How many quarterbacks can dress and or play in a single game? – Jim
The NFL allows for a 45-man active roster, plus a 46th spot for a “3rd quarterback”. That 3rd quarterback can play in the game; however, if he enters before the 4th quarter, neither of the first two QBs can re-enter the game. (If the 3rd QB enters the game in the 4th, either/both of the other two QBs can come back in.)
On the first play after the third QB enters the game, he must line up at quarterback (either under center or in shotgun). After that, he may only be used at quarterback or in kicking situations as a kicker, punter, or holder. Similarly, if the 3rd QB enters in the 4th quarter, the first two QBs can only be used as quarterbacks, kickers, punters, or holders from that point on, and the three QBs cannot under any circumstances be on the field at the same time. Violating these participation rules is an unsportsmanlike conduct penalty.
There’s a history of gaming the 3rd QB rule. Most memorably, the 1999 Jets in their opening game listed backup Rick Mirer as the 3rd QB, with Vinny Testaverde and punter Tom Tupa as the first two QBs. Testaverde got hurt early, forcing the Jets to use Tupa at QB until the 4th quarter, when Mirer could come in without the Jets losing Tupa as a punter.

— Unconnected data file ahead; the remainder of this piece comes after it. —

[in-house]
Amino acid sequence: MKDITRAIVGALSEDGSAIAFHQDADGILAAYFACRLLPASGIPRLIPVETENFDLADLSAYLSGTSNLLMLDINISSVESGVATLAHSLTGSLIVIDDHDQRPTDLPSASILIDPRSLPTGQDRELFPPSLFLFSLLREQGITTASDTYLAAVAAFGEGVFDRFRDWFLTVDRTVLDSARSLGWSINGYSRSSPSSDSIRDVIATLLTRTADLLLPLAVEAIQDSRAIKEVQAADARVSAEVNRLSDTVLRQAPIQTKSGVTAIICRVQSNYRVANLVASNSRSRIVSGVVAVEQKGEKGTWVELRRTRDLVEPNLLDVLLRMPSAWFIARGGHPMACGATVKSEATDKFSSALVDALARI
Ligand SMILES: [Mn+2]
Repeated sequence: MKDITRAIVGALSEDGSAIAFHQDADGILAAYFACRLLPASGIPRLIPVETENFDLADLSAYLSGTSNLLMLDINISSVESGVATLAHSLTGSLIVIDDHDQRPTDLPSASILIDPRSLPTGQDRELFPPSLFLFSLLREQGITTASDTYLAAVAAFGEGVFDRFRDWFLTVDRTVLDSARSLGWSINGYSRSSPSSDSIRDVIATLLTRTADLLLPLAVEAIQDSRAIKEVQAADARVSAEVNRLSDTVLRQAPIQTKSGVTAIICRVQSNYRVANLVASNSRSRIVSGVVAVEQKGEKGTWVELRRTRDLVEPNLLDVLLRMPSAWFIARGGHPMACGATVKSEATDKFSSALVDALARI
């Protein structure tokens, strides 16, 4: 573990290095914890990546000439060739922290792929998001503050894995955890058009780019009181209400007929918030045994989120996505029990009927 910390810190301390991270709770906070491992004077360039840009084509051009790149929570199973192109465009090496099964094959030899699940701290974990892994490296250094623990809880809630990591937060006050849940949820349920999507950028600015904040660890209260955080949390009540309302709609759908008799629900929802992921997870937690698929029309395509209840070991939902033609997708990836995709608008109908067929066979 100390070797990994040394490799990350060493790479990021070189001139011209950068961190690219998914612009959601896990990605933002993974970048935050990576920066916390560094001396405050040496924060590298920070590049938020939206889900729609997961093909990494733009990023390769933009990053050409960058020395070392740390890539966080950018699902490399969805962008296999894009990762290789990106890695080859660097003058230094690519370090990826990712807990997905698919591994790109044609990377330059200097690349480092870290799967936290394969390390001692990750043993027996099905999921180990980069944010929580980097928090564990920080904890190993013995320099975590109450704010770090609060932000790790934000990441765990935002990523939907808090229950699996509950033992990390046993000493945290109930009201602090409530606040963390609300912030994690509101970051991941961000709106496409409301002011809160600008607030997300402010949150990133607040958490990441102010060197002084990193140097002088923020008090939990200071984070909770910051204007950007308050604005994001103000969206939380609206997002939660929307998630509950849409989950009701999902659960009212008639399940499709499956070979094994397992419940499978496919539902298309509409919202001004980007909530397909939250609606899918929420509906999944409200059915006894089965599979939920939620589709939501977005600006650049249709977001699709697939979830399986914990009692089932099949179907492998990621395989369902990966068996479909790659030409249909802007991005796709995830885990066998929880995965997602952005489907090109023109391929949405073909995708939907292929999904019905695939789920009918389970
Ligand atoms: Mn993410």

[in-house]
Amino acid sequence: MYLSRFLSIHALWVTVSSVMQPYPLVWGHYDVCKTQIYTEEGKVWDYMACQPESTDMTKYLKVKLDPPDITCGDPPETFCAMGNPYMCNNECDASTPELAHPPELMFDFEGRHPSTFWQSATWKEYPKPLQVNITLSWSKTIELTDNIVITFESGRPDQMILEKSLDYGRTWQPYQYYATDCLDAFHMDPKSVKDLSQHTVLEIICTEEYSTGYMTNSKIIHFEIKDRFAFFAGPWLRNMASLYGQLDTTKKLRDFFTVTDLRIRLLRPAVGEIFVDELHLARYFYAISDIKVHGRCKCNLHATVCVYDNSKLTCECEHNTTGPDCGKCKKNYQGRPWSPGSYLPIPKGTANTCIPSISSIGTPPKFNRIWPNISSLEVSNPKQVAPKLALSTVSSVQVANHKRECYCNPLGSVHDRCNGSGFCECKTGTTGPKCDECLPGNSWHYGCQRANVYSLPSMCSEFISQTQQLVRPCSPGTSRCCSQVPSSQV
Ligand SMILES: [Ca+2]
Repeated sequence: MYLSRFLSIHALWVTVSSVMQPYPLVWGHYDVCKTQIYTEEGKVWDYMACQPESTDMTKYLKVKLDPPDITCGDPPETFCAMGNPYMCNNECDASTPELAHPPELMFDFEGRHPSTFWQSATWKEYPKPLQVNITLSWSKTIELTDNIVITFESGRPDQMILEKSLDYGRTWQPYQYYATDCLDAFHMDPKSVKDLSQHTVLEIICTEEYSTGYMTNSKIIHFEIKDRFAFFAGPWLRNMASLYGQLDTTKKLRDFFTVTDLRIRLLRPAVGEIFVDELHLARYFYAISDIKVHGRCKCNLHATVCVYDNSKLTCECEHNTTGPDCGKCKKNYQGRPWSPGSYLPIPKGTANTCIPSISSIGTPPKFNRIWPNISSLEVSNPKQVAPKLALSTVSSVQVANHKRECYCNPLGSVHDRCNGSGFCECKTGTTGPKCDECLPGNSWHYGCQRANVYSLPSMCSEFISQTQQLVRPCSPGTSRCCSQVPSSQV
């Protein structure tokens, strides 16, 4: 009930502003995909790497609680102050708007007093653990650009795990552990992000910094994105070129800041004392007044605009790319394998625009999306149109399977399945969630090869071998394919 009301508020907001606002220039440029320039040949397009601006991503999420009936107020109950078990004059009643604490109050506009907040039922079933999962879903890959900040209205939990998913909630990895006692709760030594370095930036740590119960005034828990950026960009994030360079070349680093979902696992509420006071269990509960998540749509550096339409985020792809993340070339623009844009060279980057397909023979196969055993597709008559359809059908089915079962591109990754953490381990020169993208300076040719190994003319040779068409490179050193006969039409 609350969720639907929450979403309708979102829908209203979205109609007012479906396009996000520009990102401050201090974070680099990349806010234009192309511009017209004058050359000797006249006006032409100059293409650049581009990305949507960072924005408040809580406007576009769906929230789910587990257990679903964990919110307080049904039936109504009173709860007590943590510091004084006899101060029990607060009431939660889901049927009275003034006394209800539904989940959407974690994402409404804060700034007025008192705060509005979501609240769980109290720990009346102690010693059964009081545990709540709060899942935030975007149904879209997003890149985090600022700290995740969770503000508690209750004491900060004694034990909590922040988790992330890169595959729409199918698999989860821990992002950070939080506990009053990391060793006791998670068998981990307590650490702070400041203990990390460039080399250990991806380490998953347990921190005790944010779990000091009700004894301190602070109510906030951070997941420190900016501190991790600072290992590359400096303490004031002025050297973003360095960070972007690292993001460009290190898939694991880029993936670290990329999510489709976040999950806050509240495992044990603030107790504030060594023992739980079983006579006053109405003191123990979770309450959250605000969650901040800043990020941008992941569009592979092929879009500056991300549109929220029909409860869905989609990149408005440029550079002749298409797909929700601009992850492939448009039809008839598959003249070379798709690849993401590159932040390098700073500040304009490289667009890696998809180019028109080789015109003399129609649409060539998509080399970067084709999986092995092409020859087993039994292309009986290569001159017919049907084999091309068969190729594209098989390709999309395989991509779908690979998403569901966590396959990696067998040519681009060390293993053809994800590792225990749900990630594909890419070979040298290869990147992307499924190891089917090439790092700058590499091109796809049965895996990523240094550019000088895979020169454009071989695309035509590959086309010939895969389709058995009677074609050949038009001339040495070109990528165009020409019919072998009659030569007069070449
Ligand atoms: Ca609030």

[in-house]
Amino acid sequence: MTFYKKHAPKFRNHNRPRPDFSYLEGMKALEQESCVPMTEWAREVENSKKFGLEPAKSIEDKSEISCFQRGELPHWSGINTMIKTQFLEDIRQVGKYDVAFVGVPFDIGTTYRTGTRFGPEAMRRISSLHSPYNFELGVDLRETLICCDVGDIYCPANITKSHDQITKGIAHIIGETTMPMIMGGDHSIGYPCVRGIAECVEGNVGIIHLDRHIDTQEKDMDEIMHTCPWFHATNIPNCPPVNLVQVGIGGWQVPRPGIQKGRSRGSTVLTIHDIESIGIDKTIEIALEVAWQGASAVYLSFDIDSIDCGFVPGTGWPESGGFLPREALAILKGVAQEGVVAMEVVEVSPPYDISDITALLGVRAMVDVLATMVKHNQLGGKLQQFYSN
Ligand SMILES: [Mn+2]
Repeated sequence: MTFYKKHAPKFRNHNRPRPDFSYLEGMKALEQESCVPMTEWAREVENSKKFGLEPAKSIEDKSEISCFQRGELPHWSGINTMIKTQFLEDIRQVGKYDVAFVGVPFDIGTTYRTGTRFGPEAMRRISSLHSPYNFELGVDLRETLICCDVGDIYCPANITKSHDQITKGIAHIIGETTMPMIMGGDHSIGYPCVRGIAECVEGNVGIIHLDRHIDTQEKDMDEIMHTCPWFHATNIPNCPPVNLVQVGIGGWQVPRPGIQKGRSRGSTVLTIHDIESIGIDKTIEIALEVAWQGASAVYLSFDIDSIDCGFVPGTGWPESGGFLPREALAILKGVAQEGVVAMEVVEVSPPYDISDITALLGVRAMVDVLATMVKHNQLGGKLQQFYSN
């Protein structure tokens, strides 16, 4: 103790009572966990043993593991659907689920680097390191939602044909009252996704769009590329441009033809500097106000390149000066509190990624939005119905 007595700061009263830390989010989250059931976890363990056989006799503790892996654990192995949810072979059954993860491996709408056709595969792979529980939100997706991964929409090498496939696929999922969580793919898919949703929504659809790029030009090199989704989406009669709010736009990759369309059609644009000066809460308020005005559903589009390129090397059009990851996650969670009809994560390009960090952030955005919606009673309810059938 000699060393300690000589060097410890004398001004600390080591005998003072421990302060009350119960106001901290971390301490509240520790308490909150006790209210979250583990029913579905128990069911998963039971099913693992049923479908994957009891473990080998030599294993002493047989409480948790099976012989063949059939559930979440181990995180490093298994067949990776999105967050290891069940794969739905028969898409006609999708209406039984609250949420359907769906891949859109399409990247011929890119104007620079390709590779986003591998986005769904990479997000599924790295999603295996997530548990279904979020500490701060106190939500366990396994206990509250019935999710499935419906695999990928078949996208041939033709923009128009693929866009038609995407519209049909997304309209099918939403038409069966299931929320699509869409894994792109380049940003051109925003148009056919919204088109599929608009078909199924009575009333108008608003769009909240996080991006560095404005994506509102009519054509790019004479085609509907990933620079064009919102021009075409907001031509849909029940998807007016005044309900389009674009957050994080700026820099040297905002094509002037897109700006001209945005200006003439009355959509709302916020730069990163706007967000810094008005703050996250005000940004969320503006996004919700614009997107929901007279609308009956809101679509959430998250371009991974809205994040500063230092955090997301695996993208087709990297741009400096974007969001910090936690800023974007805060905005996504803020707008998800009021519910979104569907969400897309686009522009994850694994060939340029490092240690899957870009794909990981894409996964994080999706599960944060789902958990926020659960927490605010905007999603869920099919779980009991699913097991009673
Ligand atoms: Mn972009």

Similar things are happening this year with “wildcat” QBs like Pat White and Michael Vick. The Dolphins and Eagles have listed them as one of the two active QBs, leaving better-passing backup QBs Chad Henne and Kevin Kolb listed at 3QB. [Note: When Chad Pennington was hurt in the 3rd quarter of the Dolphins-Chargers game, the Dolphins put in Henne, thus removing Pennington and White from the game.]
There’s nothing restricting teams from ignoring the 3rd QB rule and either putting more than 2 QBs on the 45-man active roster (thus eliminating the 46th slot) or activating only 2 QBs and not using that 46th slot for a 3rd QB (the Colts, for one, didn’t have a 3rd QB last year.)
[Added 10/25/09: Roscoe Parrish, normally a WR and who has thrown 1 pass in 5 seasons, was listed at 3rd quarterback by the Bills today. He’s run direct snaps occasionally, but that’s a pretty weak standard to qualify at QB.]
During Stephen F. Austin’s 92-0 win over Texas College, the clock kept moving in the 4th quarter regardless of play. Is there a “continuous clock” rule? – Dennis
NCAA Rule 3-2-2-a: “Any time during the game, the playing time of any remaining period or periods and the intermission between halves may be shortened by mutual agreement of the opposing head coaches and the referee.”
Other NCAA games played with a continuous clock include the last 9:24 of Coastal Carolina-Savannah State in 2006 (66-6 Coastal Carolina), the 4th quarter of Oklahoma-Texas A&M in 2003 (77-0 Oklahoma after the 3rd), and the 2nd half of Notre Dame-Pittsburgh in 1968 (49-0 Notre Dame at halftime).